The student news site of Londonderry High School

Lancer Spirit Online

Breaking News
The student news site of Londonderry High School

Lancer Spirit Online

The student news site of Londonderry High School

Lancer Spirit Online

Returning chief of ‘Reflections’ prepares to make this ‘year’ one for the ‘books’

Senior Addi Currier prepares for her second year as Yearbook Editor-in-Chief.
Kelly Egan
Senior Addi Currier returns to her role as Yearbook Editor-in-Chief, and she “can’t wait” to see the students reactions to what the yearbook staff has planned for this year.

During her freshman year, the now senior Addi Currier searched for an interesting elective to add to her school schedule of courses. “Intro to Foods” drew her eye, but Currier’s mom insisted she refrained from signing up for it, as COVID-19 still had the world in a state of paranoia.

On a whim, she signed up for Yearbook, as there weren’t a lot of other elective options for freshmen. She walked into the classroom, not knowing if she would enjoy herself. Now, she walks into the same classroom as the second-year Editor-in-Chief, ready to tackle the challenge of capturing a year of 1,300 students in one book.

“I found out about yearbook through force, but I ended up really liking it,” Currier said. “I’m so happy that it happened.”

As well as this being Currier’s second year as chief, she is the only returning staff member since everyone else on staff is new this year. While it’s been “different” having to teach everyone from the beginning, Currier feels “excited” about this opportunity. 

“The thing about having all new people is that they are willing to learn and they’re enthusiastic about the process,” Currier said. “That makes me hopeful for the future.”

During her sophomore year, she held the position of Assistant Chief Editor. She was trained by the previous Chief Editor in order to fulfill her future leadership role. Now, as Currier goes into her second year as Chief Editor, she feels “prepared” to take on teaching the new staff all the techniques that go into designing the yearbook, just as she was taught.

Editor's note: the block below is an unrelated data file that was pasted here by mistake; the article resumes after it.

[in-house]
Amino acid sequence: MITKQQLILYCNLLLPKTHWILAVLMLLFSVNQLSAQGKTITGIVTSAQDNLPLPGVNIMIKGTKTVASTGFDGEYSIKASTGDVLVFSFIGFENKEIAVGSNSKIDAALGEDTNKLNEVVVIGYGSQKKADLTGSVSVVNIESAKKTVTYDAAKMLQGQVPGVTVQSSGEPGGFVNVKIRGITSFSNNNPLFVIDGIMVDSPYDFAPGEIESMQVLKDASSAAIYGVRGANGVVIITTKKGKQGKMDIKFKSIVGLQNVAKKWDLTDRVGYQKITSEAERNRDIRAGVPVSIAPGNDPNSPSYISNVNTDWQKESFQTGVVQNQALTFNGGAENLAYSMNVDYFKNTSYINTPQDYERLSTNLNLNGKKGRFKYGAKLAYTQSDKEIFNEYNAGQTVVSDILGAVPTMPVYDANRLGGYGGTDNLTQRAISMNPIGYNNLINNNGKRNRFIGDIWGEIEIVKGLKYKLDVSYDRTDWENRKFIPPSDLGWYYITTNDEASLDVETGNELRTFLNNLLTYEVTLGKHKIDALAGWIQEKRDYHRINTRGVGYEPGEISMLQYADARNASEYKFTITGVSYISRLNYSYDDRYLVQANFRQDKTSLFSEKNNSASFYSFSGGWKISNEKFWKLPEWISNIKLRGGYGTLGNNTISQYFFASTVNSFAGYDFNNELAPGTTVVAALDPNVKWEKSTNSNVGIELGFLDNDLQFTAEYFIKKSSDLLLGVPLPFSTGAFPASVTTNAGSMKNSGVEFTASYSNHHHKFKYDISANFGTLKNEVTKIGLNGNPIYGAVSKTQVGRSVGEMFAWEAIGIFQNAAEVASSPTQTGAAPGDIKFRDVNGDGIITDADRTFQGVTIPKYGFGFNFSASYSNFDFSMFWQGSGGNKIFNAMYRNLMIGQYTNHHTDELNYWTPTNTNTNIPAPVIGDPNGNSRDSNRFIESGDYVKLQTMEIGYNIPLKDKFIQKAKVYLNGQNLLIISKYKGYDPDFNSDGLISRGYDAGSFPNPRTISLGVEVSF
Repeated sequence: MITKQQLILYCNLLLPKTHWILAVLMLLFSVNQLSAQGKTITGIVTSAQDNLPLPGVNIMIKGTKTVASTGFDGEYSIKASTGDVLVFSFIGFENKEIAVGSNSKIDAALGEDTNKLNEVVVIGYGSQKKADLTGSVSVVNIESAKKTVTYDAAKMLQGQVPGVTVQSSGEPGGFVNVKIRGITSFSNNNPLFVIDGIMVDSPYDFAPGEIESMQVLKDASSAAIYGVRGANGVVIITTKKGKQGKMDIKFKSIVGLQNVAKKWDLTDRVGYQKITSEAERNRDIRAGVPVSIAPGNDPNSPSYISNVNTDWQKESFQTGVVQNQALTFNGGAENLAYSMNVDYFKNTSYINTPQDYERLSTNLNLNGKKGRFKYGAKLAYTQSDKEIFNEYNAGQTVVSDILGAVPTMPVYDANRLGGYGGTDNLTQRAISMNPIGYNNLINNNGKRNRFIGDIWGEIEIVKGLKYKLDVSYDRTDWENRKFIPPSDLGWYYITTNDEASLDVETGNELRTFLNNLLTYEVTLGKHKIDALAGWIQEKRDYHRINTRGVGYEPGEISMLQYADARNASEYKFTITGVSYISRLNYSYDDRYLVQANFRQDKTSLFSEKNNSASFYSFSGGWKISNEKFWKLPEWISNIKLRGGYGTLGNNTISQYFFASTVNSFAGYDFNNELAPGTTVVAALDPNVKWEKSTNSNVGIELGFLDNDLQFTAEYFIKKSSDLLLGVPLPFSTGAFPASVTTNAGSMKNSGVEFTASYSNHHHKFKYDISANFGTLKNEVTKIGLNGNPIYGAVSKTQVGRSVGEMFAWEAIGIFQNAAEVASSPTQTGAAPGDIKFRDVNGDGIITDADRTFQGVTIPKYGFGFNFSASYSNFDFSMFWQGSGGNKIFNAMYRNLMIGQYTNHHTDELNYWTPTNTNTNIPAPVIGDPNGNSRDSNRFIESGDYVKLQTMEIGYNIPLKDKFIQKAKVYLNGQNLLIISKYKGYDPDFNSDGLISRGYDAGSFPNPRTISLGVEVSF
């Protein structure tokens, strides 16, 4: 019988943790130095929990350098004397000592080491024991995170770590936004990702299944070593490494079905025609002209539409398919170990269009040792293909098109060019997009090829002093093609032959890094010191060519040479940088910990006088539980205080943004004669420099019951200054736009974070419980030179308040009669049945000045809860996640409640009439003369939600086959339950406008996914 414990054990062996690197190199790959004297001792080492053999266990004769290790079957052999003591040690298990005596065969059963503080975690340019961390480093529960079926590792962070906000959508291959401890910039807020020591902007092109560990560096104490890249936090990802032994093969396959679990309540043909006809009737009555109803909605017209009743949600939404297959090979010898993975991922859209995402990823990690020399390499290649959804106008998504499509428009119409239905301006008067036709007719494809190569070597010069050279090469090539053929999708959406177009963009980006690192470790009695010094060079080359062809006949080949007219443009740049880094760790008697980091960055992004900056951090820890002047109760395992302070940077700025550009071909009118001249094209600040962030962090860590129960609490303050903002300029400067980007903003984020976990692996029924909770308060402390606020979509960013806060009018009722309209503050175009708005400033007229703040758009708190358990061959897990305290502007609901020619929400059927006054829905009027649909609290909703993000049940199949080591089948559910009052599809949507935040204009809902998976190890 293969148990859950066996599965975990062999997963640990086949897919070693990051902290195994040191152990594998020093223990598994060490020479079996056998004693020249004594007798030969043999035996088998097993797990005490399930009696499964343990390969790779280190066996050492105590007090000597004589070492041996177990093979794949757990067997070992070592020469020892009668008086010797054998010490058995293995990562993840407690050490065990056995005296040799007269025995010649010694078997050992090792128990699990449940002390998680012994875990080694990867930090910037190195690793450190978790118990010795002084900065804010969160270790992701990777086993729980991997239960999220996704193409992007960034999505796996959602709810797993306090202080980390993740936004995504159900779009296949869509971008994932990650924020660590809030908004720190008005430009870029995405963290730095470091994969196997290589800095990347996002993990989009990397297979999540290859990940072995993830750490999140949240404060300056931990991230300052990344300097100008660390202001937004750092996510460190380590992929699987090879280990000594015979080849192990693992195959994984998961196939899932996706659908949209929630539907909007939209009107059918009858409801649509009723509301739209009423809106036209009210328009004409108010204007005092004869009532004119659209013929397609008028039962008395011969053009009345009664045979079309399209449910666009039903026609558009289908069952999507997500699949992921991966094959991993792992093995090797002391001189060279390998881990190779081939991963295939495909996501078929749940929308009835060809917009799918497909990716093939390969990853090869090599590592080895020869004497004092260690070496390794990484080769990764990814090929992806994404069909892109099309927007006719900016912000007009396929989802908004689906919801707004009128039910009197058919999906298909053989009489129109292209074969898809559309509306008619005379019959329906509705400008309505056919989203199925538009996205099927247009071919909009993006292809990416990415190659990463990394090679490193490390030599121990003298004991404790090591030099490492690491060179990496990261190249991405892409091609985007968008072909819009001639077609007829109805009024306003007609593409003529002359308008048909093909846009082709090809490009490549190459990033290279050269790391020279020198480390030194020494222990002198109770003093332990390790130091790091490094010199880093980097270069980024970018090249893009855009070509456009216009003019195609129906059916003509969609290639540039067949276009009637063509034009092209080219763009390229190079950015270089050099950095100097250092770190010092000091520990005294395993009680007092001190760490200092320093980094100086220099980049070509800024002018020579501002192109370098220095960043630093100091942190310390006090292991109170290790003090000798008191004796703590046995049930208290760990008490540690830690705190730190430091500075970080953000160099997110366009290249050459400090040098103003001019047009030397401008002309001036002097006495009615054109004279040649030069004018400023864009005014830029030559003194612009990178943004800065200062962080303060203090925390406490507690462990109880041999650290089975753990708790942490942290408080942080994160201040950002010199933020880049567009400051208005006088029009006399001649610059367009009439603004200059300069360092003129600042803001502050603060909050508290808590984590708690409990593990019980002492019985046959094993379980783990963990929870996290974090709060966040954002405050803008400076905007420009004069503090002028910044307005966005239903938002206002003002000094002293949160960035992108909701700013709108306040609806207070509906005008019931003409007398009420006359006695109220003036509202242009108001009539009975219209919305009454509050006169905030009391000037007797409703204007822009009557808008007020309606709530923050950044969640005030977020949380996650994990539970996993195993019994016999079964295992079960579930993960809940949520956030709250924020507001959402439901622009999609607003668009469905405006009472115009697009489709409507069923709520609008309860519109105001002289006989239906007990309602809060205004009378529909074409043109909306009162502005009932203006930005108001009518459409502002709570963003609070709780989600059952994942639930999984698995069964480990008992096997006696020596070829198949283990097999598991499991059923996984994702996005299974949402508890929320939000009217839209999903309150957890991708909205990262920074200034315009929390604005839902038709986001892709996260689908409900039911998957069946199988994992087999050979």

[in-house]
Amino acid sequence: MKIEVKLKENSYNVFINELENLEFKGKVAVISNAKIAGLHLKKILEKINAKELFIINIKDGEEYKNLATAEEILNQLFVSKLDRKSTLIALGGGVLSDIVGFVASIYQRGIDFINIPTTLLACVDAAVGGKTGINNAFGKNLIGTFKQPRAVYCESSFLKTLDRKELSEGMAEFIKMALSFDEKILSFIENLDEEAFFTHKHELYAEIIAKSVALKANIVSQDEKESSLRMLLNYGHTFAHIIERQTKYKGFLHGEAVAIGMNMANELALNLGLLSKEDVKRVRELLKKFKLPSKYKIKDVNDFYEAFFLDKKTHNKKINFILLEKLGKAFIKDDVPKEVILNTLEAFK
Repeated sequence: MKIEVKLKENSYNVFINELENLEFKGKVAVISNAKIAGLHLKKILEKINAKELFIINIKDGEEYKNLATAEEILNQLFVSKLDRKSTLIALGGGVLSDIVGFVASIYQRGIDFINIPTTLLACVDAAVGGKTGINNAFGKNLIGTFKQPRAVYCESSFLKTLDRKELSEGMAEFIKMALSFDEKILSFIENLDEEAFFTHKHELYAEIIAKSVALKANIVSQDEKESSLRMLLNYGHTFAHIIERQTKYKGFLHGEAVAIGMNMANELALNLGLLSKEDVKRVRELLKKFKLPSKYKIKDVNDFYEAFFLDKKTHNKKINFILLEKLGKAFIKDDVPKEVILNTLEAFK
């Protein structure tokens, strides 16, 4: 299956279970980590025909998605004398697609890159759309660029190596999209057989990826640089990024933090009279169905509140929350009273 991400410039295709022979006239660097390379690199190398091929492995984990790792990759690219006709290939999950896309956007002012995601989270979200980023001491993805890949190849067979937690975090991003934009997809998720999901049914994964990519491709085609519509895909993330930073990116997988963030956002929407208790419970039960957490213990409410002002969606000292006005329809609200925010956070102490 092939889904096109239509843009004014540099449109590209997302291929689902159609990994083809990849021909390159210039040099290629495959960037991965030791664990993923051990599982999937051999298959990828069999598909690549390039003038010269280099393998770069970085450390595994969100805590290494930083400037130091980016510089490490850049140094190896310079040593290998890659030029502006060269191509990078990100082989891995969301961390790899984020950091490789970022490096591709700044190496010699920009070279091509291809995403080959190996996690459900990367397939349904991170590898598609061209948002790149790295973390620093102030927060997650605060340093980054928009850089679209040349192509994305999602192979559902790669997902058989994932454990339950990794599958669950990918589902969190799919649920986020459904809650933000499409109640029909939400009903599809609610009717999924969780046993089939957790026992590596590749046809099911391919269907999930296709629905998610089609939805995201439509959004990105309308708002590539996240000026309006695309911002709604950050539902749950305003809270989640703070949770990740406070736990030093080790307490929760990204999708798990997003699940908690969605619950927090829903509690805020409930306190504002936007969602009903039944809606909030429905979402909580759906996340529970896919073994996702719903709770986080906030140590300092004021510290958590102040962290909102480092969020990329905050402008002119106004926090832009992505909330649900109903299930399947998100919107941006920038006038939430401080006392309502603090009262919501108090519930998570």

“I got the position, and I had to work my way up from there,” Courier said. “I was just, like, kind of the successor. I was a sophomore, and the Chief Editor was a senior, so she just trained me, and then I became the Chief Editor.”

Currier’s four years have helped her “grow into the role” she holds according to yearbook adviser Heather Diamond. Though she knows Currier was “a little nervous” when first taking on the role last year, she had “a lot of great ideas” and was “very enthusiastic” about the process.

“She’s just always so excited about coming up with new ideas and things people haven’t seen before,” Diamond said. “She’s wonderful.”

Through her training, Currier learned how to design the book using the software. Before joining the staff, she had no prior experience in online design, so it “took her a while” to pick it up.

“I did not used to be good at designing, I had to look at other mentor designs,” Currier said. “They have templates on the software that we use. My biggest inspiration usually comes from other magazines.”

There are many sections and aspects that go into creating the book, but Currier feels that the pictures are the most crucial part, so she and the staff try to “make it more like a picture book.”

“The most important part of a yearbook is the people,” Currier said. “The people differentiate the events. The same events are going to happen every single year, but it’s the people that make it special.”